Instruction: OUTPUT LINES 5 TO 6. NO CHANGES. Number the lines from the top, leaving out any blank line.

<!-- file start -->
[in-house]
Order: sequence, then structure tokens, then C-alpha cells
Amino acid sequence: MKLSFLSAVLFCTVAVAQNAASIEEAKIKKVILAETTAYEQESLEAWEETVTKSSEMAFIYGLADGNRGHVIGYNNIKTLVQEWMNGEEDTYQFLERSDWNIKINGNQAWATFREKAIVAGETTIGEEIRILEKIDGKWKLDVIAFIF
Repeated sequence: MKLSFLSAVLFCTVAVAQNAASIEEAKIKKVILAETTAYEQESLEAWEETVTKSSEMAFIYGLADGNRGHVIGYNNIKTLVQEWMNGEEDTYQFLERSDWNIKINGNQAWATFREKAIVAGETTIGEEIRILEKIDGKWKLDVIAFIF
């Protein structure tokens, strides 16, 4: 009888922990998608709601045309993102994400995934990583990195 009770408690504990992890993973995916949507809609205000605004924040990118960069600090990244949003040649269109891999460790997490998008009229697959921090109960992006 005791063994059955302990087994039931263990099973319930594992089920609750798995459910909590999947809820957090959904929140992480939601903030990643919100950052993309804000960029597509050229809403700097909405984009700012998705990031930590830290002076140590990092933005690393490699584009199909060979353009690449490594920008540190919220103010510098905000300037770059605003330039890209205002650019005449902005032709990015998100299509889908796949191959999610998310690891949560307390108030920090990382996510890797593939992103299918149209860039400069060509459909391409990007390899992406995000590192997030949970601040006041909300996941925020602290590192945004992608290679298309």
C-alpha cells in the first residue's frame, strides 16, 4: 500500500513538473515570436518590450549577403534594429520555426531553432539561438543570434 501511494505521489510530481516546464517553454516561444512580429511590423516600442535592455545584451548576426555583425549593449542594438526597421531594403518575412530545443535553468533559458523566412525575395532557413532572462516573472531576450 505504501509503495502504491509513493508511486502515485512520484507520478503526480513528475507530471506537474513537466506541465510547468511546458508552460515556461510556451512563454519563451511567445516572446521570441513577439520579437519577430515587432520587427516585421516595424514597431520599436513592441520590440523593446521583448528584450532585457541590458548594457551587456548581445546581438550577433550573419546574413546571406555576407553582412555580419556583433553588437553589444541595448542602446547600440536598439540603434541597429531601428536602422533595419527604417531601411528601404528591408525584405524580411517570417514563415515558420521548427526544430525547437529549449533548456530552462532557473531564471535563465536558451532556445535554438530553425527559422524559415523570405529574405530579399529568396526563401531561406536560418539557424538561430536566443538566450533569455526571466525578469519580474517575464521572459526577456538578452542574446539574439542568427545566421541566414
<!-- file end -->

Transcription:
């Protein structure tokens, strides 16, 4: 009888922990998608709601045309993102994400995934990583990195 009770408690504990992890993973995916949507809609205000605004924040990118960069600090990244949003040649269109891999460790997490998008009229697959921090109960992006 005791063994059955302990087994039931263990099973319930594992089920609750798995459910909590999947809820957090959904929140992480939601903030990643919100950052993309804000960029597509050229809403700097909405984009700012998705990031930590830290002076140590990092933005690393490699584009199909060979353009690449490594920008540190919220103010510098905000300037770059605003330039890209205002650019005449902005032709990015998100299509889908796949191959999610998310690891949560307390108030920090990382996510890797593939992103299918149209860039400069060509459909391409990007390899992406995000590192997030949970601040006041909300996941925020602290590192945004992608290679298309």
C-alpha cells in the first residue's frame, strides 16, 4: 500500500513538473515570436518590450549577403534594429520555426531553432539561438543570434 501511494505521489510530481516546464517553454516561444512580429511590423516600442535592455545584451548576426555583425549593449542594438526597421531594403518575412530545443535553468533559458523566412525575395532557413532572462516573472531576450 505504501509503495502504491509513493508511486502515485512520484507520478503526480513528475507530471506537474513537466506541465510547468511546458508552460515556461510556451512563454519563451511567445516572446521570441513577439520579437519577430515587432520587427516585421516595424514597431520599436513592441520590440523593446521583448528584450532585457541590458548594457551587456548581445546581438550577433550573419546574413546571406555576407553582412555580419556583433553588437553589444541595448542602446547600440536598439540603434541597429531601428536602422533595419527604417531601411528601404528591408525584405524580411517570417514563415515558420521548427526544430525547437529549449533548456530552462532557473531564471535563465536558451532556445535554438530553425527559422524559415523570405529574405530579399529568396526563401531561406536560418539557424538561430536566443538566450533569455526571466525578469519580474517575464521572459526577456538578452542574446539574439542568427545566421541566414